• API gateway: Customers often use Spring Cloud Gateway to provide intelligent routing, authentication, and authorization functions for exposed services in Cloud Foundry. This gateway can be migrated to Amazon ECS with autoscaling and a public ALB without code changes. AWS customers can choose to migrate to Amazon API Gateway, which is a managed service that makes it easy for developers to create, publish, maintain, monitor, and secure APIs at any scale during or after migration.
  • Observability: When migrating to Amazon ECS, customers can use a mix of AWS services and existing third-party tools that were being used with Cloud Foundry.
    • Logging: Applications logs from Amazon ECS can be pushed to Amazon CloudWatch Logs. These logs then get routed to third-party observability tools if needed to preserved for developer experience.
    • Monitoring: Customers want to ensure that what Cloud Foundry provides for monitoring metrics like Central Processing Unit (CPU), memory, and disk utilization at the platform level are available in AWS. When migrating to Amazon ECS, customers can use Amazon CloudWatch Container Insights that provides basic container monitoring on CPU, memory, disk, and network.
    • Tracing: Customers can integrate applications with AWS X-Ray and AWS Distro for OpenTelemetry to send tracing data, which makes it easier for developers to diagnose issues. This can be done by adding the agents in Dockerfile.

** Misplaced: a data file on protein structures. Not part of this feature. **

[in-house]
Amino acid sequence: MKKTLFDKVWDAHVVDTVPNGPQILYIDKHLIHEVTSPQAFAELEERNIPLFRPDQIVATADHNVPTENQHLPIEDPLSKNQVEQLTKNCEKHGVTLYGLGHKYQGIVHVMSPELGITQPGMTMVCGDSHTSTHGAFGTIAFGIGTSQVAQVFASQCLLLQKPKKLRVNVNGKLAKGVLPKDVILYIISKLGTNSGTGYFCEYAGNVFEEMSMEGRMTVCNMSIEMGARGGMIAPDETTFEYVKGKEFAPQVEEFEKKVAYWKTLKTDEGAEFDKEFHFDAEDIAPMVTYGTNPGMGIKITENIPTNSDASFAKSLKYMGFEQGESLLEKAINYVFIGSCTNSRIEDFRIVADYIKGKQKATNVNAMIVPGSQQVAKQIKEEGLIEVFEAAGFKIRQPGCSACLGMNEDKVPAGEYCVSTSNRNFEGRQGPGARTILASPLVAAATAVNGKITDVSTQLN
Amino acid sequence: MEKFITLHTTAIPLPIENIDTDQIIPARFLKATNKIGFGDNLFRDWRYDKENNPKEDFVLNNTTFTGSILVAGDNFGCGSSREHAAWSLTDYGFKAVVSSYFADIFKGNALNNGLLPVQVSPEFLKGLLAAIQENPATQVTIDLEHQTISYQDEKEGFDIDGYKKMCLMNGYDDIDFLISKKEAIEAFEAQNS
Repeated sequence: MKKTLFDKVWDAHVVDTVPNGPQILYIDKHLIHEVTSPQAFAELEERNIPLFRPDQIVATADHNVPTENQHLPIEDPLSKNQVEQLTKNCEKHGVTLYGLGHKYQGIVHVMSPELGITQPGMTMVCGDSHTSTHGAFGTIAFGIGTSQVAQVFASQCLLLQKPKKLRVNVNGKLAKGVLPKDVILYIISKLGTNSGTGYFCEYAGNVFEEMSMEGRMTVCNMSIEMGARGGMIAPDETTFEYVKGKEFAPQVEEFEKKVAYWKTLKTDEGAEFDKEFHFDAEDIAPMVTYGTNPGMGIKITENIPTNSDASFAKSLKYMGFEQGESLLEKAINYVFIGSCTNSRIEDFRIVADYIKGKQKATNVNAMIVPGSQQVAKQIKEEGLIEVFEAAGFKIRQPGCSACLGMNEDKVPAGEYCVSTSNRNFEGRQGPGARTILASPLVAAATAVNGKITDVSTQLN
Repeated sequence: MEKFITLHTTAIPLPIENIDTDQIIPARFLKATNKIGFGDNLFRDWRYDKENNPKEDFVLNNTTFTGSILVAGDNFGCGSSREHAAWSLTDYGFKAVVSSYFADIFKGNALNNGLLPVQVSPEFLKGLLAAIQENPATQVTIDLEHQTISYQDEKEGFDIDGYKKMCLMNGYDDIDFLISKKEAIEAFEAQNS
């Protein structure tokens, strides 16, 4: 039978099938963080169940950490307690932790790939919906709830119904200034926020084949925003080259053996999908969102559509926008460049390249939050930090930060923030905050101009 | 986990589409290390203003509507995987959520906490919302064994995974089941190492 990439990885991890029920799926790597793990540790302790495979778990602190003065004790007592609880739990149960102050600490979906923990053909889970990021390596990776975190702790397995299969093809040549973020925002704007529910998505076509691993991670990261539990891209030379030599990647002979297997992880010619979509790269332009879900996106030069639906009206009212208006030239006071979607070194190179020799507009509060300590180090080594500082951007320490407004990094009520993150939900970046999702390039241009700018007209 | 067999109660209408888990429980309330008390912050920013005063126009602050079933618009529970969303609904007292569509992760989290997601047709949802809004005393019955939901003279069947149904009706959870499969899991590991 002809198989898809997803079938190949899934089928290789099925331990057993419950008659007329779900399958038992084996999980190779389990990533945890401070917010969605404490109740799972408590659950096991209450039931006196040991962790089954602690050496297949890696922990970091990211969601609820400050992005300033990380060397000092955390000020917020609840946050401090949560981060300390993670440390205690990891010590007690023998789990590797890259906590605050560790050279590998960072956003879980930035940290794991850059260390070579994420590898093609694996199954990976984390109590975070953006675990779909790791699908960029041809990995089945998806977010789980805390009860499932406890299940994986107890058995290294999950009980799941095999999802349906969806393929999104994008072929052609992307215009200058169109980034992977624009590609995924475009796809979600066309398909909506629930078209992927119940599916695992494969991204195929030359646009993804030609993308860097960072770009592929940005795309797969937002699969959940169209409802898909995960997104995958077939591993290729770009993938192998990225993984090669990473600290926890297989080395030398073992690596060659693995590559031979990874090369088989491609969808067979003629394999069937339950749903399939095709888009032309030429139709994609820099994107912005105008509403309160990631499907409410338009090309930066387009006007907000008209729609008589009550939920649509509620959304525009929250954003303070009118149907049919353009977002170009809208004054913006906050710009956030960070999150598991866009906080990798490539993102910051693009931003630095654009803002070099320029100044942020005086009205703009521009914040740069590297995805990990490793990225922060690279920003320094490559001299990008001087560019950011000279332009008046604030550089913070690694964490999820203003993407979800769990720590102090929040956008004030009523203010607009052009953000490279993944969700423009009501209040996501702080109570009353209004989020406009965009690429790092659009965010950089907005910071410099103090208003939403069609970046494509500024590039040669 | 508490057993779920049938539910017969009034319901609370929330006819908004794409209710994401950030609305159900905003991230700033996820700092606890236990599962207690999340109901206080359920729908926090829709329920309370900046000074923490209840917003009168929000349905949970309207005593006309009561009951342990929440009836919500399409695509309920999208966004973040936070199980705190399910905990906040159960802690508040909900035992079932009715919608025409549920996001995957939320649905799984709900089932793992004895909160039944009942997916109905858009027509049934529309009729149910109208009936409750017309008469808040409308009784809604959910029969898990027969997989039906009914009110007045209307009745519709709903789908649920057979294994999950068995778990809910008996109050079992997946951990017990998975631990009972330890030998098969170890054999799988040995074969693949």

DevOps migration

  • Continuous integration (CI) migration: One of fundamental changes of moving from Cloud Foundry to Amazon ECS involves changing the deployment artifact from language dependent executables like .jar (Java apps) or .exe (.NET apps) files to building container images that can run in any container platform. This can be handled by setting up new container image repositories hosted in Amazon Elastic Container Registry (Amazon ECR) and subsequently enhancing existing Continuous integration (CI) pipelines to trigger image builds. AWS recommends that customers plan and estimate the feasibility and amount of work required to change the existing pipelines to introduce container image builds, or plan to migrate to AWS native services like AWS CodePipeline and AWS CodeBuild that support these flows. This is critical to the success of the migration as changing existing CI pipelines causes disruptions to regular release processes. Customers can use blend of modifying existing pipelines and creating new AWS CodePipeline-based CI pipelines that accommodate existing CI workflows, like unit and integration testing, as well as building and pushing container images to Amazon ECR.